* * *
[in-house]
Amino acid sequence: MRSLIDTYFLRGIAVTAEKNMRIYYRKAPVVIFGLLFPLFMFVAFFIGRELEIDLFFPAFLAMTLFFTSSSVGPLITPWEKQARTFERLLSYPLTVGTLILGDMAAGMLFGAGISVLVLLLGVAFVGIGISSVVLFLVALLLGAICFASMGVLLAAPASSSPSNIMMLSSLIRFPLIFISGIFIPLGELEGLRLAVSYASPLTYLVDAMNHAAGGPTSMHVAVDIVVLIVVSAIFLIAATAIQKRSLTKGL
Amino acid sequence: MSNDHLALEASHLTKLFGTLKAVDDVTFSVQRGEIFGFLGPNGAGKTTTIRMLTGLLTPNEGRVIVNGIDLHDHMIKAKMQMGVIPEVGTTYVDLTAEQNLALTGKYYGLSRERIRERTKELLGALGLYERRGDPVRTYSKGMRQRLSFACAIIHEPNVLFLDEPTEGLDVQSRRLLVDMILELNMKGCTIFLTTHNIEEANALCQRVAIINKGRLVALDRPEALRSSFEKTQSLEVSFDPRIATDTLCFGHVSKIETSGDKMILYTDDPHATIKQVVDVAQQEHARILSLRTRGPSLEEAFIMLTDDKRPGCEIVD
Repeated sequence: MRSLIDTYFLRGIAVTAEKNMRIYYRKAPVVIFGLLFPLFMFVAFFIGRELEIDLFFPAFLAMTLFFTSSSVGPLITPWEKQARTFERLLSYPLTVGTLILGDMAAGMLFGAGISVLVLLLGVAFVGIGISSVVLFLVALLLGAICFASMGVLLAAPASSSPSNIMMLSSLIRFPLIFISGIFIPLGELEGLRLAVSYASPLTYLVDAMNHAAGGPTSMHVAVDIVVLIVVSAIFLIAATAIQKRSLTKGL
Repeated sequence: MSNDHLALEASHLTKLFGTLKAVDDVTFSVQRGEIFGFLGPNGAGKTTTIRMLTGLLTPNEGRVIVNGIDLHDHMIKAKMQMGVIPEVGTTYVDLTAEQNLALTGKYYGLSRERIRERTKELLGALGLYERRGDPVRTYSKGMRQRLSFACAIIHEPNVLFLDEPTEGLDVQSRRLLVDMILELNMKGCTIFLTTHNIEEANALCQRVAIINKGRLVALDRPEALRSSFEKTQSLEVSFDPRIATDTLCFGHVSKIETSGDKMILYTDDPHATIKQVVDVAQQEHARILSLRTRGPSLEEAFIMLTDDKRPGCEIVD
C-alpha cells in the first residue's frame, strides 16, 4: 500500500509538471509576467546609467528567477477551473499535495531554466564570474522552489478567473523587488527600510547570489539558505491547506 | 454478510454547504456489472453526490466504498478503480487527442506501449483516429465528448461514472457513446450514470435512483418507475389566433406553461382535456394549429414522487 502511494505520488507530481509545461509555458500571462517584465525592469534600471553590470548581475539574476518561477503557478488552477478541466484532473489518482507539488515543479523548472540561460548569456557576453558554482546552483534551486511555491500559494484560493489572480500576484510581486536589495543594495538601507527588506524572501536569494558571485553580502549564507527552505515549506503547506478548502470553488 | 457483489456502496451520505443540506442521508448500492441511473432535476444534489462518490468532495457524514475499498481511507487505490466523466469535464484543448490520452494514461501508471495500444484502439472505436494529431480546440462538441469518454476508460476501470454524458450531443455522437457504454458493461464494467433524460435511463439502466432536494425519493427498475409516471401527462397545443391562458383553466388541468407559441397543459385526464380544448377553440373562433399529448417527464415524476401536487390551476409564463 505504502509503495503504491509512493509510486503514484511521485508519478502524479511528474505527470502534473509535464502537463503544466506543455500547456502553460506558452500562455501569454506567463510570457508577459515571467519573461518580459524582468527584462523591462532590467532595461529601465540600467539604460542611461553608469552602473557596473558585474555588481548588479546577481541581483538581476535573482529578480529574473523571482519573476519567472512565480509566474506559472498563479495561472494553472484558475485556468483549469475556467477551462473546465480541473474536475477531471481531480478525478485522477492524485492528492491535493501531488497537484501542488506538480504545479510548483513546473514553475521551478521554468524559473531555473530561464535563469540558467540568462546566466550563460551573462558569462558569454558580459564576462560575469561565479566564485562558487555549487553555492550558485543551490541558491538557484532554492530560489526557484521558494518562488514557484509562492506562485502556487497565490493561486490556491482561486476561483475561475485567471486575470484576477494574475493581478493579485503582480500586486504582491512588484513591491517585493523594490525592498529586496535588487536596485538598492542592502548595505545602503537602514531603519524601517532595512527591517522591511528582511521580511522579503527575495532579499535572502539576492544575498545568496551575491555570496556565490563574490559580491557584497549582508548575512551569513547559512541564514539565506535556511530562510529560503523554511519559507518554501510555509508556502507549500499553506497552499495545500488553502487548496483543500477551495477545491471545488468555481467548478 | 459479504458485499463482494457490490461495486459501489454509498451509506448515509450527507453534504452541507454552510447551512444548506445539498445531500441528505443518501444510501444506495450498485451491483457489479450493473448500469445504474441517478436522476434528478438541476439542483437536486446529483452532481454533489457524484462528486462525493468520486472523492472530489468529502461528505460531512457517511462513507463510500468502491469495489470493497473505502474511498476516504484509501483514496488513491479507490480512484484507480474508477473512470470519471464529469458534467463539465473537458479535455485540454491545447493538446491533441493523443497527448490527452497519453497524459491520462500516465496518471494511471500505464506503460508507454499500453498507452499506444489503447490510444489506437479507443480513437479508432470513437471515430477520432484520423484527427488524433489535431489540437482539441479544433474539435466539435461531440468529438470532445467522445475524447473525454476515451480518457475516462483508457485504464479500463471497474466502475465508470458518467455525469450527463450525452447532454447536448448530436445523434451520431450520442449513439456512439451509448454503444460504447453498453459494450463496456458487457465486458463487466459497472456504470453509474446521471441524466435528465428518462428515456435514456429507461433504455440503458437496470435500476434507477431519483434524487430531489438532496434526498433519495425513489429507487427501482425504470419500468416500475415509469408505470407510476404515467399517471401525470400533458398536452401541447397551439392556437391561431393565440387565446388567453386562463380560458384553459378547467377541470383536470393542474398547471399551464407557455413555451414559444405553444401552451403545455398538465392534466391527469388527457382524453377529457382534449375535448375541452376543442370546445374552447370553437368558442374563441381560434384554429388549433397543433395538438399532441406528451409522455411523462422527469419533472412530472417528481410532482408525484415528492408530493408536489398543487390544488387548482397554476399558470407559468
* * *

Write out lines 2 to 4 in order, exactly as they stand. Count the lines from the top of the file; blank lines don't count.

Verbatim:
Amino acid sequence: MRSLIDTYFLRGIAVTAEKNMRIYYRKAPVVIFGLLFPLFMFVAFFIGRELEIDLFFPAFLAMTLFFTSSSVGPLITPWEKQARTFERLLSYPLTVGTLILGDMAAGMLFGAGISVLVLLLGVAFVGIGISSVVLFLVALLLGAICFASMGVLLAAPASSSPSNIMMLSSLIRFPLIFISGIFIPLGELEGLRLAVSYASPLTYLVDAMNHAAGGPTSMHVAVDIVVLIVVSAIFLIAATAIQKRSLTKGL
Amino acid sequence: MSNDHLALEASHLTKLFGTLKAVDDVTFSVQRGEIFGFLGPNGAGKTTTIRMLTGLLTPNEGRVIVNGIDLHDHMIKAKMQMGVIPEVGTTYVDLTAEQNLALTGKYYGLSRERIRERTKELLGALGLYERRGDPVRTYSKGMRQRLSFACAIIHEPNVLFLDEPTEGLDVQSRRLLVDMILELNMKGCTIFLTTHNIEEANALCQRVAIINKGRLVALDRPEALRSSFEKTQSLEVSFDPRIATDTLCFGHVSKIETSGDKMILYTDDPHATIKQVVDVAQQEHARILSLRTRGPSLEEAFIMLTDDKRPGCEIVD
Repeated sequence: MRSLIDTYFLRGIAVTAEKNMRIYYRKAPVVIFGLLFPLFMFVAFFIGRELEIDLFFPAFLAMTLFFTSSSVGPLITPWEKQARTFERLLSYPLTVGTLILGDMAAGMLFGAGISVLVLLLGVAFVGIGISSVVLFLVALLLGAICFASMGVLLAAPASSSPSNIMMLSSLIRFPLIFISGIFIPLGELEGLRLAVSYASPLTYLVDAMNHAAGGPTSMHVAVDIVVLIVVSAIFLIAATAIQKRSLTKGL